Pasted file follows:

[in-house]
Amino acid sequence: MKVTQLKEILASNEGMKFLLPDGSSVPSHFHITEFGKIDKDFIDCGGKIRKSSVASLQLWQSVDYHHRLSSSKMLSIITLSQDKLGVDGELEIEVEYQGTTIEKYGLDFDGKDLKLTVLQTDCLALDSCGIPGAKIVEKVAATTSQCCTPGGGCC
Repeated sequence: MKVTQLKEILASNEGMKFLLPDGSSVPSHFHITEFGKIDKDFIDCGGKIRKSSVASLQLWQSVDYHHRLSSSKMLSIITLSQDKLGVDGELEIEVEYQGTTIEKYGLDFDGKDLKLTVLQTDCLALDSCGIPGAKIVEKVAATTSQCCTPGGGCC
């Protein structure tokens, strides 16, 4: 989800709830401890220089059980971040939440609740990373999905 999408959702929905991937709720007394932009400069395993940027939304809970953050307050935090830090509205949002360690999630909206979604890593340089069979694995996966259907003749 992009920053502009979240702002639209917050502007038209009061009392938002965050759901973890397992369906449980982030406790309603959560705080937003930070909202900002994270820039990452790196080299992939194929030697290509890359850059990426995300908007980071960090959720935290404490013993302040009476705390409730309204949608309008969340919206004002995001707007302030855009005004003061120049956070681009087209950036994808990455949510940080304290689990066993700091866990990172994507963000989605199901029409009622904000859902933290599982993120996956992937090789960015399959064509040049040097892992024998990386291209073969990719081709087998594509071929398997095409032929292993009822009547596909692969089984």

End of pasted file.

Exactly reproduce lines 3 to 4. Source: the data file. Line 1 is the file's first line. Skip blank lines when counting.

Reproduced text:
Repeated sequence: MKVTQLKEILASNEGMKFLLPDGSSVPSHFHITEFGKIDKDFIDCGGKIRKSSVASLQLWQSVDYHHRLSSSKMLSIITLSQDKLGVDGELEIEVEYQGTTIEKYGLDFDGKDLKLTVLQTDCLALDSCGIPGAKIVEKVAATTSQCCTPGGGCC
């Protein structure tokens, strides 16, 4: 989800709830401890220089059980971040939440609740990373999905 999408959702929905991937709720007394932009400069395993940027939304809970953050307050935090830090509205949002360690999630909206979604890593340089069979694995996966259907003749 992009920053502009979240702002639209917050502007038209009061009392938002965050759901973890397992369906449980982030406790309603959560705080937003930070909202900002994270820039990452790196080299992939194929030697290509890359850059990426995300908007980071960090959720935290404490013993302040009476705390409730309204949608309008969340919206004002995001707007302030855009005004003061120049956070681009087209950036994808990455949510940080304290689990066993700091866990990172994507963000989605199901029409009622904000859902933290599982993120996956992937090789960015399959064509040049040097892992024998990386291209073969990719081709087998594509071929398997095409032929292993009822009547596909692969089984």